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Paramount Home Entertainment
DVD Released: 7/8/2008
All Ratings out of
Review by Mike Long, Posted on 7/5/2008
I only have anecdotal evidence to support this, but I believe that rock music really blossoms during politically turbulent times. I have a lot of favorite music from the late 80s and from recent years, but very little from the mid 90s. The same premise can be applied to movies as well. Movies often reflect a political climate, even if they contain no overt political issues. Those films which do primarily focus on politics often divide audiences. Stop-Loss is a very topical movie which will certain make each viewer reflect on their political and personal beliefs.
Stop-Loss opens in Iraq, where we see a U.S. Army unit, lead by Staff Sergeant Brandon King (Ryan Phillippe), manning a checkpoint. When a car bursts through, a battle begins and several members of the group are killed or severely wounded. The action then shifts to Brazos, Texas. This is the site of the Army base where Brandon was trained, and also his hometown, along with fellow soldiers Tommy Burgess (Joseph Gordon-Levitt) and Steve Shriver (Channing Tatum). Brandon is glad to be home because his tour of duty is over and he's ready to begin civilian life. However, he's immediately told that he's been "stop-lossed", a term which means that by order of the President, he is being forced to remain in the Army and return to Iraq. (This policy was put into placed due to the decline of people enlisting in the Army.) Feeling that he's done his duty, and weary of returning to a potential death-trap, Brandon fights this, but he's told that there is no way out. So, accompanied by Steve's girlfriend, Michelle (Abbie Cornish), Brandon goes AWOL and hits the road in search of help.
Stop-Loss comes from Writer/Director Kimberly Peirce, the maker of Boys Don't Cry, and like that Oscar-winning film, her new movie tackles some tough topics and doesn't pull any punches. The movie takes a hard (and presumably realistic) look at the lives of soldiers. In the beginning, we see the soldiers in Iraq. The battle scene is very gritty, realistic, and violent. This is mixed with video footage (both created for the film and taken from real soldiers) showing what the soldiers do in their downtime. Whether in battle or goofing off, we see that the men take this all very seriously and that they have a strong bond.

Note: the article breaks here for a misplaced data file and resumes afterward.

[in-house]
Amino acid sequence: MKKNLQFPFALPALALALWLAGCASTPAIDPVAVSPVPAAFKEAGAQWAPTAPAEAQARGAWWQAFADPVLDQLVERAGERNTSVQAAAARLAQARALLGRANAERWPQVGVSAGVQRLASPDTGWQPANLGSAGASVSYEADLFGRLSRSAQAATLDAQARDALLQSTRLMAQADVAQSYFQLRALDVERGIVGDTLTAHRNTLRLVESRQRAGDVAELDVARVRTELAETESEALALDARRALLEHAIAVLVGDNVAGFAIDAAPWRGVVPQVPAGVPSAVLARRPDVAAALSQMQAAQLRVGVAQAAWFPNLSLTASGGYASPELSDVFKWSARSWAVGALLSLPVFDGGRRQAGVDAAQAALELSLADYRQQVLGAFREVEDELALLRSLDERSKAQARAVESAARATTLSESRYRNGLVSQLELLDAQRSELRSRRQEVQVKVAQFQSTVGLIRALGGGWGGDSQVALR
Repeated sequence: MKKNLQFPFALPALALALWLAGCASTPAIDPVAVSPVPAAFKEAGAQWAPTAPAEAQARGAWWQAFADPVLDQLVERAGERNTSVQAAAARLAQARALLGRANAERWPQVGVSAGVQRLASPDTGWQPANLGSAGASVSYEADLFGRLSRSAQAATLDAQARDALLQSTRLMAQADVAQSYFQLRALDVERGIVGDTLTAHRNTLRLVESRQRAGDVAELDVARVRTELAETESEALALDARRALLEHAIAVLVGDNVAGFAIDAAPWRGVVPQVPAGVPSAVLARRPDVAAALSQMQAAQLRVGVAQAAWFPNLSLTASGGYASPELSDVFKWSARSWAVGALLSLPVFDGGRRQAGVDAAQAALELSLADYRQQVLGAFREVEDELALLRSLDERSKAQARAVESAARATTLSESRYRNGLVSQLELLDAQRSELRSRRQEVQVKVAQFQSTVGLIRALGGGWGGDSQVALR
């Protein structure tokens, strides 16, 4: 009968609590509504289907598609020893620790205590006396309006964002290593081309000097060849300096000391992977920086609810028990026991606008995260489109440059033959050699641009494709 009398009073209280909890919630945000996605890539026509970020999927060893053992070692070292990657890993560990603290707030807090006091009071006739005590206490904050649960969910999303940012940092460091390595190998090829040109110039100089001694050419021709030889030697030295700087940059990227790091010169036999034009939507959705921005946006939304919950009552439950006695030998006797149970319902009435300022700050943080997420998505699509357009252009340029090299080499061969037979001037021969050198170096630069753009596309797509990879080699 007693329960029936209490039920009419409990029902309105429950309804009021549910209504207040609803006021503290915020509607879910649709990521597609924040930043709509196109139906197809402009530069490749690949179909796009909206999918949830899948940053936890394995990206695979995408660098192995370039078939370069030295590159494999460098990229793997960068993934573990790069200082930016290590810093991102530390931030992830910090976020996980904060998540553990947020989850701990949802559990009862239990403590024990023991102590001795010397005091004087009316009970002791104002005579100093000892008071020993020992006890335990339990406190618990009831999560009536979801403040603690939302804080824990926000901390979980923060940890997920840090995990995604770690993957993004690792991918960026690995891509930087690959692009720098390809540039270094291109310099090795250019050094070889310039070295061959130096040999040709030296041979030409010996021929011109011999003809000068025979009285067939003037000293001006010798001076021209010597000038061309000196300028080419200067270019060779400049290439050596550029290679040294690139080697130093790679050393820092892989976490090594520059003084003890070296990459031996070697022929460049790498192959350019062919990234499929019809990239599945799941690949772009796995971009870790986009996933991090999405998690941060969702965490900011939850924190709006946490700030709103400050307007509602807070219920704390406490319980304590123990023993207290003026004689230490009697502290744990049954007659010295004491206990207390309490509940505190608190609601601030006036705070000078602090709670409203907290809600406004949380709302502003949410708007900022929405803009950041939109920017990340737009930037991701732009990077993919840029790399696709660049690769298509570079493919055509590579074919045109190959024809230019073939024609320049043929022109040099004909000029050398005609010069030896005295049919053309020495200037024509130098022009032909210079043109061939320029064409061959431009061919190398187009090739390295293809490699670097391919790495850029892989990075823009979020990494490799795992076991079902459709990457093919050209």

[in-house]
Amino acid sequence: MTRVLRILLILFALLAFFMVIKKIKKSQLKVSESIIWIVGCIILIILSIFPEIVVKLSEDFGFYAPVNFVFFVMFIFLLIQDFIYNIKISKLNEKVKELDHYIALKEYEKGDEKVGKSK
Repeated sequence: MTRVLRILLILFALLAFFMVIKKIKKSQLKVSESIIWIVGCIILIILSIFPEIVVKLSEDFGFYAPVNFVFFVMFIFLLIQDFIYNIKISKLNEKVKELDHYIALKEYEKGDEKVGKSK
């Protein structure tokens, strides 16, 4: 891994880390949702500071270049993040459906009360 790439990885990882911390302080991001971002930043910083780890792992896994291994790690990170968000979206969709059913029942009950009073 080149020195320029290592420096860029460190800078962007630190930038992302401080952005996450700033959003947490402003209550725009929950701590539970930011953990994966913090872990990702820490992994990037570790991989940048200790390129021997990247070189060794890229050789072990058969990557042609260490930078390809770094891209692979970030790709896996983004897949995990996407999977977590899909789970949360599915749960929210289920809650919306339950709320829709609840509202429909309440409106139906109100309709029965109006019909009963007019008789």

However, once they get home, things change. Steven has difficulty returning to civilian life, and displays some behavior which implies that his mind is still on the battlefield. Tommy has trouble controlling his temper and he can't relax. As a nice change of pace, the film presents these events without going into any explanation about Post Traumatic Stress Disorder. The biggest change comes from Brandon. Again, he's the perfect soldier, and he's decorated during the homecoming parade. But, he's also very excited and relieved to be getting out. When he's informed that he's going back, he becomes very angry, and some of the things which he says will no doubt shock some viewers. Brandon's mindset suddenly changes and he suddenly becomes very disillusioned with both the Army and our government. It's refreshing that Stop-Loss can show a soldier who is both gung-ho about his job, but also has a realistic reaction to the news that he must go back to the war.
The first 45-minutes of Stop-Loss is very intense and engrossing as we see the effects that the war has on these soldiers. We get a clear sense of how difficult it is to transition from fighting for your life in a foreign land to coming back home to "normal" life. However, once Brandon decides to seek help for his predicament, the movie changes focus and loses much of its steam. The story of Brandon and Michelle heading cross-country becomes a road-movie, with a hint of an "on the lam" story. We still have some investment in Brandon's story, but the more they travel, the more the tension dissipates. The movie regains its power for a short time, when Brandon visits a wounded soldier, but otherwise, things wind down to the ending.